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Surrogate motherhood and its critics

T
op society and culture news for February 6, 2017. Part of the daily SupChina news roundup "Chinese troops in Afghanistan."
6 months ago
Jiayun Feng

  • The People’s Daily urges “non-commercial surrogate motherhood” / People’s Daily (in Chinese)
    On Friday, the People’s Daily published an article arguing for a relaxation of regulations on “non-commercial surrogate motherhood” because infertility is a common problem for many Chinese people, especially older couples who want to have a second child under the new birth policy. According to the article, of the roughly 90 million Chinese couples who are eligible to have a second child, 60 percent of wives are over 35 years old, and 50 percent are over 40. People’s Daily also launched a poll on the social media site Weibo to ask readers’ opinions, but the poll was removed after attracting large waves of online criticism. Comments included “The government has no sense of shame at all in encouraging families to have more babies” and “What does non-commercial surrogacy mean? Who is willing to do this if not for money?”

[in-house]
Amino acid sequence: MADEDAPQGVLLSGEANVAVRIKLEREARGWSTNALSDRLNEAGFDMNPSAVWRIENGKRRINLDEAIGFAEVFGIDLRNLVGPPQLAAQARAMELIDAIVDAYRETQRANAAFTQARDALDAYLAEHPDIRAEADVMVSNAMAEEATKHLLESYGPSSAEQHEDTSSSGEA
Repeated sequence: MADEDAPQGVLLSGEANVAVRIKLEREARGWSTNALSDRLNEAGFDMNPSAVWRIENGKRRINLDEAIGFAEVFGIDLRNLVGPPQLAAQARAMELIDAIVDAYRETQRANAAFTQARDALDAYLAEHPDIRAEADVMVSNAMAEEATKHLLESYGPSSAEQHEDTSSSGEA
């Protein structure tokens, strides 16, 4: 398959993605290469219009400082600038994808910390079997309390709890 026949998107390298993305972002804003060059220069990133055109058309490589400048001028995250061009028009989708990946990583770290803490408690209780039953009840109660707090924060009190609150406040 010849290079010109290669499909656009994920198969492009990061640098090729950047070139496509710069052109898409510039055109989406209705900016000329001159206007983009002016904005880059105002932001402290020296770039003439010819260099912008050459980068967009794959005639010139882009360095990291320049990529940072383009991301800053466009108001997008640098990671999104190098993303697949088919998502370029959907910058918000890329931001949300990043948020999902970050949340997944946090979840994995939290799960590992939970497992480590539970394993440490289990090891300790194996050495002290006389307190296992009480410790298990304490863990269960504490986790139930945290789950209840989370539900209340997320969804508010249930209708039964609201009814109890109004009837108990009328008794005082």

• Rong Jian on thought and scholarship in China / The China Story
    Rong Jian 荣剑 was a Ph.D. candidate in Marxist philosophy at Renmin University in Beijing in 1989. His academic career was derailed by the tumult of that year, and he became a businessman. In 2010, he began publishing essays on society, philosophy, and the place of intellectuals in China. His latest essay is provocatively titled “A China Bereft of Thought.” The link above connects to an introduction and translation of the essay by the scholar Gloria Davies.

By Jiayun Feng
Jiayun is a Chinese native and was born in Shanghai, where she spent her first 20 years and earned a bachelor’s degree in journalism at Fudan University. Interested in writing for a global audience, she attended the NYU Graduate School of Journalism for its Global & Joint Program Studies, which allows her to pursue a journalistic career along with her interest in international relations. She has previously interned for Sixth Tone and Shanghai Daily.
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